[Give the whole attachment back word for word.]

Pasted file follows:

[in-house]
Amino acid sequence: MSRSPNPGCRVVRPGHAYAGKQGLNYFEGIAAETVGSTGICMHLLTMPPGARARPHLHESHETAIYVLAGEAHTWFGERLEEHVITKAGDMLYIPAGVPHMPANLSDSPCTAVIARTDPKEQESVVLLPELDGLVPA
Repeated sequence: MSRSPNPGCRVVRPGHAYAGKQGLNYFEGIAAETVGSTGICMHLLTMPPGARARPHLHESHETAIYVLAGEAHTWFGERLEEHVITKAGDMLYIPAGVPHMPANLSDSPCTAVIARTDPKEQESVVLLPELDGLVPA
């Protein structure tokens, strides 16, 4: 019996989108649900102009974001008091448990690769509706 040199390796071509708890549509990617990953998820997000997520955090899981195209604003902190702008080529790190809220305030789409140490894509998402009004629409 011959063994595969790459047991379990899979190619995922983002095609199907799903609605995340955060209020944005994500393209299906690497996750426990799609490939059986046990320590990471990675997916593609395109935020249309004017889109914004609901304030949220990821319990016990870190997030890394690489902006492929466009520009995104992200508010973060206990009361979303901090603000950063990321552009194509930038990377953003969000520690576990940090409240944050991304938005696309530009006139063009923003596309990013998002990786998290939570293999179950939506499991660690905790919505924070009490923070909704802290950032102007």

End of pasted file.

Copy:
[in-house]
Amino acid sequence: MSRSPNPGCRVVRPGHAYAGKQGLNYFEGIAAETVGSTGICMHLLTMPPGARARPHLHESHETAIYVLAGEAHTWFGERLEEHVITKAGDMLYIPAGVPHMPANLSDSPCTAVIARTDPKEQESVVLLPELDGLVPA
Repeated sequence: MSRSPNPGCRVVRPGHAYAGKQGLNYFEGIAAETVGSTGICMHLLTMPPGARARPHLHESHETAIYVLAGEAHTWFGERLEEHVITKAGDMLYIPAGVPHMPANLSDSPCTAVIARTDPKEQESVVLLPELDGLVPA
């Protein structure tokens, strides 16, 4: 019996989108649900102009974001008091448990690769509706 040199390796071509708890549509990617990953998820997000997520955090899981195209604003902190702008080529790190809220305030789409140490894509998402009004629409 011959063994595969790459047991379990899979190619995922983002095609199907799903609605995340955060209020944005994500393209299906690497996750426990799609490939059986046990320590990471990675997916593609395109935020249309004017889109914004609901304030949220990821319990016990870190997030890394690489902006492929466009520009995104992200508010973060206990009361979303901090603000950063990321552009194509930038990377953003969000520690576990940090409240944050991304938005696309530009006139063009923003596309990013998002990786998290939570293999179950939506499991660690905790919505924070009490923070909704802290950032102007």